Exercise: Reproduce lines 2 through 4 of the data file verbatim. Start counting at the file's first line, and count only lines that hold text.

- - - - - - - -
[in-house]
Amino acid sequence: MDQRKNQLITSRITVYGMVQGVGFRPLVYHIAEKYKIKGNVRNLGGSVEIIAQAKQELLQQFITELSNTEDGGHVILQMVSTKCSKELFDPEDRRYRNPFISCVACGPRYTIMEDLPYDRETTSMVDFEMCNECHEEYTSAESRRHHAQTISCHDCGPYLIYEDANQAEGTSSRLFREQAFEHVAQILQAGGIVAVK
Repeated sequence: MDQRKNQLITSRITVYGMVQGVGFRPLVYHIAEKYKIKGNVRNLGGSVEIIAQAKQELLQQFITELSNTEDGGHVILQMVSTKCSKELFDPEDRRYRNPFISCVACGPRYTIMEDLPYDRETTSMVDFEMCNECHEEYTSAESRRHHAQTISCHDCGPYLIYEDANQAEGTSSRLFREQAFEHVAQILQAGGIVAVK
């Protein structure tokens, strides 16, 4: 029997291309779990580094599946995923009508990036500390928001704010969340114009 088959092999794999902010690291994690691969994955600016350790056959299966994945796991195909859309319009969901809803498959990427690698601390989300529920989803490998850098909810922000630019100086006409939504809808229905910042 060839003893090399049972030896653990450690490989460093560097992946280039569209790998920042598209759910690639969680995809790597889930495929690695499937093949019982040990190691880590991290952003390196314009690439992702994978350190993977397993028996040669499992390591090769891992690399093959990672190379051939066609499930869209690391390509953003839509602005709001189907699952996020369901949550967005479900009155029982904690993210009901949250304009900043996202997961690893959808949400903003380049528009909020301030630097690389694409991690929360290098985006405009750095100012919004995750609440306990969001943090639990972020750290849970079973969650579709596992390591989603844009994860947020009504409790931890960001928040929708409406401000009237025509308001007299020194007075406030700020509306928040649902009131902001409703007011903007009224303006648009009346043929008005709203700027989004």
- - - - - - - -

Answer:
Amino acid sequence: MDQRKNQLITSRITVYGMVQGVGFRPLVYHIAEKYKIKGNVRNLGGSVEIIAQAKQELLQQFITELSNTEDGGHVILQMVSTKCSKELFDPEDRRYRNPFISCVACGPRYTIMEDLPYDRETTSMVDFEMCNECHEEYTSAESRRHHAQTISCHDCGPYLIYEDANQAEGTSSRLFREQAFEHVAQILQAGGIVAVK
Repeated sequence: MDQRKNQLITSRITVYGMVQGVGFRPLVYHIAEKYKIKGNVRNLGGSVEIIAQAKQELLQQFITELSNTEDGGHVILQMVSTKCSKELFDPEDRRYRNPFISCVACGPRYTIMEDLPYDRETTSMVDFEMCNECHEEYTSAESRRHHAQTISCHDCGPYLIYEDANQAEGTSSRLFREQAFEHVAQILQAGGIVAVK
């Protein structure tokens, strides 16, 4: 029997291309779990580094599946995923009508990036500390928001704010969340114009 088959092999794999902010690291994690691969994955600016350790056959299966994945796991195909859309319009969901809803498959990427690698601390989300529920989803490998850098909810922000630019100086006409939504809808229905910042 060839003893090399049972030896653990450690490989460093560097992946280039569209790998920042598209759910690639969680995809790597889930495929690695499937093949019982040990190691880590991290952003390196314009690439992702994978350190993977397993028996040669499992390591090769891992690399093959990672190379051939066609499930869209690391390509953003839509602005709001189907699952996020369901949550967005479900009155029982904690993210009901949250304009900043996202997961690893959808949400903003380049528009909020301030630097690389694409991690929360290098985006405009750095100012919004995750609440306990969001943090639990972020750290849970079973969650579709596992390591989603844009994860947020009504409790931890960001928040929708409406401000009237025509308001007299020194007075406030700020509306928040649902009131902001409703007011903007009224303006648009009346043929008005709203700027989004």